To describe Callum Arnold as a landscape painter is as true as it is misleading for in practically every work there are significant elements which collapse the past, present and future together. Simultaneously he allows the complicating intervention of weather, bush density, light cast, tone and phenomena of movement and distance to assert. These are no ordinary landscapes. Arnold is – as has been noted by prominent art writers - clearly reinvigorating and reinterpreting the experience of the NZ landscape.
Direction is a journey through the West Coast of the South Island. This journey is built from an amalgam of parts into which Arnold intervenes. He inserts the architecture (and memory) of buildings, fences, bridges, roads, signs, telegraph poles; he uses the dual linear patterns of road markings to move the viewer’s eyes in and around.
Arnold’s increasing assurance and confidence is revealed in a marked broadening of his palette. In key works, such as “West Coast Rain” (2008), “West Coast Pathways” (2008) and “West Coast Overcast” (2008) he establishes mosaics of overlays, patterns, modulating and variable light fall. He contrasts the real and unreal, native and exotic, atmospheres and location, farmed and abandoned.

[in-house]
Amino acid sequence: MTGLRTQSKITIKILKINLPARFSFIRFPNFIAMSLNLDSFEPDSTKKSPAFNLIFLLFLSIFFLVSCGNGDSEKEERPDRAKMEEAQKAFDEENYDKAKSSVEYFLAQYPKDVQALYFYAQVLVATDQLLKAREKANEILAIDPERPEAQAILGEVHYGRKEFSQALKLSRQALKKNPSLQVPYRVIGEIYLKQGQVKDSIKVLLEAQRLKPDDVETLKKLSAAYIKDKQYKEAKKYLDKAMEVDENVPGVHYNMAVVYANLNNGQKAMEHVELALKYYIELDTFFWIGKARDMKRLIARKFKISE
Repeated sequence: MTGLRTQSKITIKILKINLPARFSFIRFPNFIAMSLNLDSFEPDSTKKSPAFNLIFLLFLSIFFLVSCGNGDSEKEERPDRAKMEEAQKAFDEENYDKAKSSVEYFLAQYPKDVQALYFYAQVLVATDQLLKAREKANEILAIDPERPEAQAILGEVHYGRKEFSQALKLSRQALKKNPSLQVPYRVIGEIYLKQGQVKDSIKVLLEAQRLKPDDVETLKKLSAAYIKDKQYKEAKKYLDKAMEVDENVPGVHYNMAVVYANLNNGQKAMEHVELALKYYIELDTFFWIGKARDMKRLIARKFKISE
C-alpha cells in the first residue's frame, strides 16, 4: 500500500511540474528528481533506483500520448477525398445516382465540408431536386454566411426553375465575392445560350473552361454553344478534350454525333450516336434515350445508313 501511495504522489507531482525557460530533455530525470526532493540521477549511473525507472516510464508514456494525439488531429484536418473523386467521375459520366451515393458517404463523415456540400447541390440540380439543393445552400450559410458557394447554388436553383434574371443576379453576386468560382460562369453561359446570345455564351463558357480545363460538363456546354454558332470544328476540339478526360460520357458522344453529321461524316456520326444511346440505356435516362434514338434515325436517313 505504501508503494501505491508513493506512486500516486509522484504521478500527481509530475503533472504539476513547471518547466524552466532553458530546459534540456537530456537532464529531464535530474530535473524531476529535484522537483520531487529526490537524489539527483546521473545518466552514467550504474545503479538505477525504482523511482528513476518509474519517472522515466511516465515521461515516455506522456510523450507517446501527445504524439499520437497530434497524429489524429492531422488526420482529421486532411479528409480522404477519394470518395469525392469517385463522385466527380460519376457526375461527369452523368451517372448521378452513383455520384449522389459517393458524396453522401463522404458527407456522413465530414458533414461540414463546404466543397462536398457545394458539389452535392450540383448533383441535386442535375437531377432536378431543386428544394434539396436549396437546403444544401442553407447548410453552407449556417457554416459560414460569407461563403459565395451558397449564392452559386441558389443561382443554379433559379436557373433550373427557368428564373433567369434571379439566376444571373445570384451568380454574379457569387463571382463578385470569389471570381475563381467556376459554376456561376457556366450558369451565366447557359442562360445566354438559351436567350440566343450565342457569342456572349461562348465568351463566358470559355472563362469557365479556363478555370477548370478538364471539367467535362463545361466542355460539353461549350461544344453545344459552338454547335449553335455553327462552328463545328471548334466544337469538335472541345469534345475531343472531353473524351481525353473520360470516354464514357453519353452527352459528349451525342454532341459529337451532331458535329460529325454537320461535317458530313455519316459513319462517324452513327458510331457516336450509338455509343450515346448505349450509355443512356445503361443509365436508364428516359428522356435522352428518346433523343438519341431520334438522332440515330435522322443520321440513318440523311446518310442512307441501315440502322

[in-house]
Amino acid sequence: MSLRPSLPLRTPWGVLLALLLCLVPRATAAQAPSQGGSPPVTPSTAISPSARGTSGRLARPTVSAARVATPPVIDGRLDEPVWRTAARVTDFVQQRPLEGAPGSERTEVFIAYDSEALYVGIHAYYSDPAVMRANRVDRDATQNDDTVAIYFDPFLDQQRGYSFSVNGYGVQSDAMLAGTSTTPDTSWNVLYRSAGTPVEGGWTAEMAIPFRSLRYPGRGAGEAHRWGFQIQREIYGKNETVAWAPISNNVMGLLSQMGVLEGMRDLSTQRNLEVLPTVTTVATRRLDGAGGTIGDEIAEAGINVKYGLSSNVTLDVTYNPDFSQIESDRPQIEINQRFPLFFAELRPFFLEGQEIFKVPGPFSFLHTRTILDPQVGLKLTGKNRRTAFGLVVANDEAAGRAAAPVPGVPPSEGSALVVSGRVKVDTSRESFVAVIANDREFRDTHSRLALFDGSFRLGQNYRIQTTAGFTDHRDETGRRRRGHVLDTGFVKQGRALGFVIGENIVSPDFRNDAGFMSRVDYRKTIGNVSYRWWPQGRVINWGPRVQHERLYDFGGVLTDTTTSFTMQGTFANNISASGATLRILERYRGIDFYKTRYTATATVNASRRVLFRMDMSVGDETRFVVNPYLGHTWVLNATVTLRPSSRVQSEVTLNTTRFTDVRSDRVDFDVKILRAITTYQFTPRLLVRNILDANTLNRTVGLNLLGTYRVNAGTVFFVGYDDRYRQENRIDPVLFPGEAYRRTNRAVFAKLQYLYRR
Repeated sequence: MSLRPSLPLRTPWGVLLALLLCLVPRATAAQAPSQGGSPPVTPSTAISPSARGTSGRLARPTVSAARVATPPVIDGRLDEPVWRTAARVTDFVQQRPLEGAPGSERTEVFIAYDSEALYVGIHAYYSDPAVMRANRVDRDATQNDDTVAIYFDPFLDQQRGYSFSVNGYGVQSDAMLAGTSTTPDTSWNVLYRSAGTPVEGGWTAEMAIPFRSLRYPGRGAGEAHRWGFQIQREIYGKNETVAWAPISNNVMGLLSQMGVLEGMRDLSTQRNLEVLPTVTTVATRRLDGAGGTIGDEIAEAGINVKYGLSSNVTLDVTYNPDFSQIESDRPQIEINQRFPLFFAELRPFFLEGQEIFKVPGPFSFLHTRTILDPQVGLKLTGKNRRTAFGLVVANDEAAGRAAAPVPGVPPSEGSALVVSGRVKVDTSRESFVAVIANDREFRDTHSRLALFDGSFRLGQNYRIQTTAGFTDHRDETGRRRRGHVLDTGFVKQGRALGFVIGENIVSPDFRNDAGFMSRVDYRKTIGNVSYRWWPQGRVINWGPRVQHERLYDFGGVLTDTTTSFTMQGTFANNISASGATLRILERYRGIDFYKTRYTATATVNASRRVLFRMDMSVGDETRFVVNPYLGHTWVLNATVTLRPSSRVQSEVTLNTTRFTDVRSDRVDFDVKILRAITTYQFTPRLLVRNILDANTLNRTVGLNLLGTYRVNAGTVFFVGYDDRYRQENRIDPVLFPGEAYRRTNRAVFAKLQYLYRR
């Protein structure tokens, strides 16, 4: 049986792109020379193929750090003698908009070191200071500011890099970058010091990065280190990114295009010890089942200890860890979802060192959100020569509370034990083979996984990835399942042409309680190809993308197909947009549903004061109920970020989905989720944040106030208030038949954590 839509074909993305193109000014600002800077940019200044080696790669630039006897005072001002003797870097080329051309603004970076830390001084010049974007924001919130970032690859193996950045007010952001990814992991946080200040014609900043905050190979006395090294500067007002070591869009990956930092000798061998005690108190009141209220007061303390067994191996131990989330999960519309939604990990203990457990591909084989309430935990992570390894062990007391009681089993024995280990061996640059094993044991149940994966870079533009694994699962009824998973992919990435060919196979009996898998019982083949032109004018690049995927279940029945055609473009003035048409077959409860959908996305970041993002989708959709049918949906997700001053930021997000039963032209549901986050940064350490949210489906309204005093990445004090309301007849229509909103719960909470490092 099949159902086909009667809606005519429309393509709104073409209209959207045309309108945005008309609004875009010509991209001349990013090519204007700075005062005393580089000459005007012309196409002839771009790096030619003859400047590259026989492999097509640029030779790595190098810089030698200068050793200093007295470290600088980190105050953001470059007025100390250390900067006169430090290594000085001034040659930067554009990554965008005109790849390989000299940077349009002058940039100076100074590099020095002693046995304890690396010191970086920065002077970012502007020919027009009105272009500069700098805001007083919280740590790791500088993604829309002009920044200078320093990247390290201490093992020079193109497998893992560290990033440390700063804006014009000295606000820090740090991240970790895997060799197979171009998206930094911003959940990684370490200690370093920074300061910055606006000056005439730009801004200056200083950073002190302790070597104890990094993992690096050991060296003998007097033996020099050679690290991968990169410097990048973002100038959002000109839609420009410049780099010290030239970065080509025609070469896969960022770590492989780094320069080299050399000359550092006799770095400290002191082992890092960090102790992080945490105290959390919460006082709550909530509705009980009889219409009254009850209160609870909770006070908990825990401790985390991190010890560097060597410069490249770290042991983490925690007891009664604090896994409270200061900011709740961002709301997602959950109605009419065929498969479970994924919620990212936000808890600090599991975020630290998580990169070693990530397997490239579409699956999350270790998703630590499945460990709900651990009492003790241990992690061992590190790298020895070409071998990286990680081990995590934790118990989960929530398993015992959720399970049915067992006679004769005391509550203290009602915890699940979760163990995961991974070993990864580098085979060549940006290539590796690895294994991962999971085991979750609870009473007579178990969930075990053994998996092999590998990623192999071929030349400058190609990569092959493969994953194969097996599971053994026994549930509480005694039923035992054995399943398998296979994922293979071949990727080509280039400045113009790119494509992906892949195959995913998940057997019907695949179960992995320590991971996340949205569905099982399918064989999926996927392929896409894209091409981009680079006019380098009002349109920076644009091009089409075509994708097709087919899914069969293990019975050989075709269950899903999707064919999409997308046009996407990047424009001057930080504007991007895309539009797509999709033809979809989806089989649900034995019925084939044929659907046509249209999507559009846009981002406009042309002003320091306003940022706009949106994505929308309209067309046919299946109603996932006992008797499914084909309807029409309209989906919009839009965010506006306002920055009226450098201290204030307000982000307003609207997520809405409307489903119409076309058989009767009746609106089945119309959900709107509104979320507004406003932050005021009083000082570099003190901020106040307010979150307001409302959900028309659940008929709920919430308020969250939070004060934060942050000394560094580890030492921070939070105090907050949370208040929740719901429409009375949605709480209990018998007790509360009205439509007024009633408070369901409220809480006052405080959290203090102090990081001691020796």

In every painting there is a journey in progress and an expectation of change. “West Coast Corridor” (2008) is anthemic in character (as is “West Coast Shadow” (2008) and elements of other works) with the cathedral-like colonnade of tree trunks channelling expectation towards the light. In “West Coast Pathways” (2008) he mixes and opens ‘things’ up, introducing noticeable variances of tone and painterly textures. “West Coast Overcast” (2008) is everything but overcast; imminence is palpably established in Arnold building shadow into the middle distance whilst behind looms the sunlit dome of a mountain.